Vesalius was angry because of the amount of work he put into the dissections, but the benefit was greater exposure of his ideas and an increase in stature. Kind of like high profile (non-critical) science blogging?? 2 Except unauthorized reproduction was more laborious in the 16th century... e.g. copying woodcuts prints in a close but approximate form by freehand engraving onto copper plates (Lanska & Lanska, 2013b). But at least one imitator did give him credit and even corrected his mistakes:
Vesalius bitterly complained about Valverde's unauthorized abridgement of his work: “Valverde who never put his hand to a dissection and is ignorant of medicine as well as of the primary disciplines, undertook to expound our art in the Spanish language only for the sake of shameful profit.” (O'Malley translation). Nevertheless, Valverde did make several corrections to the images (e.g., anatomy of the extraocular muscles), described the intracranial course of the carotid arteries, and made the first drawing of the stapes. In addition, Valverde acknowledged using illustrations from Vesalius because, “his illustrations are so well done it would look like envy or malignity not to take advantage of them.”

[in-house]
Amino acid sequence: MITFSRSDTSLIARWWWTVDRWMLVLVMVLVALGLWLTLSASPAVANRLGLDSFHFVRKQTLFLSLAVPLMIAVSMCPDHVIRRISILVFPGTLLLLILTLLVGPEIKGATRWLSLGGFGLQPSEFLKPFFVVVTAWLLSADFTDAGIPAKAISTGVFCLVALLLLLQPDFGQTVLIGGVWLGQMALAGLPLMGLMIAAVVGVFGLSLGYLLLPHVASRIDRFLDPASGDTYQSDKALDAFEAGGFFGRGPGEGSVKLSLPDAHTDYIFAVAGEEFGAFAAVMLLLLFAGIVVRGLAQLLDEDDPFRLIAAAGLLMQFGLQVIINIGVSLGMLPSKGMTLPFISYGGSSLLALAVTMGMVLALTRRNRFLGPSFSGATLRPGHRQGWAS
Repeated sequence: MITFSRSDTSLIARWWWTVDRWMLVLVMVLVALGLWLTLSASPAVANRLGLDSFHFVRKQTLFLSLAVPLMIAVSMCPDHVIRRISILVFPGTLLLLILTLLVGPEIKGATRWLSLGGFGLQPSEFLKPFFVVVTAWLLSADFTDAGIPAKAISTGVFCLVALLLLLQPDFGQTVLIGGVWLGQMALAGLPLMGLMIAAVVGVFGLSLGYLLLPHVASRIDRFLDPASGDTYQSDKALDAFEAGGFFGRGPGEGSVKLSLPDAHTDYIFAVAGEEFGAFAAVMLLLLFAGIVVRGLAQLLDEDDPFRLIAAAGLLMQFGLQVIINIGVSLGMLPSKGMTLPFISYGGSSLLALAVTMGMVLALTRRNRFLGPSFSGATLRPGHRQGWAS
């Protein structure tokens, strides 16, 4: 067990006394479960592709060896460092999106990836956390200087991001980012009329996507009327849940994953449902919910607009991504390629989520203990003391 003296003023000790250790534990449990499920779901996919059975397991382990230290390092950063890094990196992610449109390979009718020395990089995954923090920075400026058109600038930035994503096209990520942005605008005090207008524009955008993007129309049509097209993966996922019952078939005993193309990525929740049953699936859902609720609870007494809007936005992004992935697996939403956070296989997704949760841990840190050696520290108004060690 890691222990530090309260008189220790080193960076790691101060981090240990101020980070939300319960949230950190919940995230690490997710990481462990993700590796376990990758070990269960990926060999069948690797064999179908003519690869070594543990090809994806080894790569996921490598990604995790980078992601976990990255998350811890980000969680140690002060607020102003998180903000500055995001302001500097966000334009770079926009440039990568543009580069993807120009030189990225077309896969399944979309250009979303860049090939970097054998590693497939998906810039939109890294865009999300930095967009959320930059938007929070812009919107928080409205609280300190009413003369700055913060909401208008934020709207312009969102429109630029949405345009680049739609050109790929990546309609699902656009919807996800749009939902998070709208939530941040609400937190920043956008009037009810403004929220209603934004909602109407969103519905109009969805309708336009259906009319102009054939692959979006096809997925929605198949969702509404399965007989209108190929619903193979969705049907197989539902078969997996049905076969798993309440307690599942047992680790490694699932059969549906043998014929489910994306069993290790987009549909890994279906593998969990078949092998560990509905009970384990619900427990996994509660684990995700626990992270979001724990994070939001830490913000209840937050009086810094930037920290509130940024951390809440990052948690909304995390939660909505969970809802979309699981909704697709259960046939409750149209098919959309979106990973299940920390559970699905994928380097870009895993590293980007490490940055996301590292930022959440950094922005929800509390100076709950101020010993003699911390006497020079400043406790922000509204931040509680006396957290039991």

modified from Figure 2 (Lanska & Lanska, 2013b). The left set of 7 black-and-white images are from Vesalius' Fabrica ... Individual woodcuts have been arranged in a montage, corresponding to that from a single copperplate engraving in Valverde's abridgement shown on the right. The entire Vesalius montage is an approximate mirror image of the single-page, multi-image print in Valverde's abridgement. Dissection stages, brain levels, and structures illustrated all correspond closely. Note the absent mustache in the third stage of the dissection in prints from both Vesalius and Valverde. Shading is absent in the Valverde copperplate images, and there are minor differences in both perspective and fine details (e.g., the pattern of the gray-white junction, branching pattern of the middle meningeal artery, and features of the corresponding mustaches).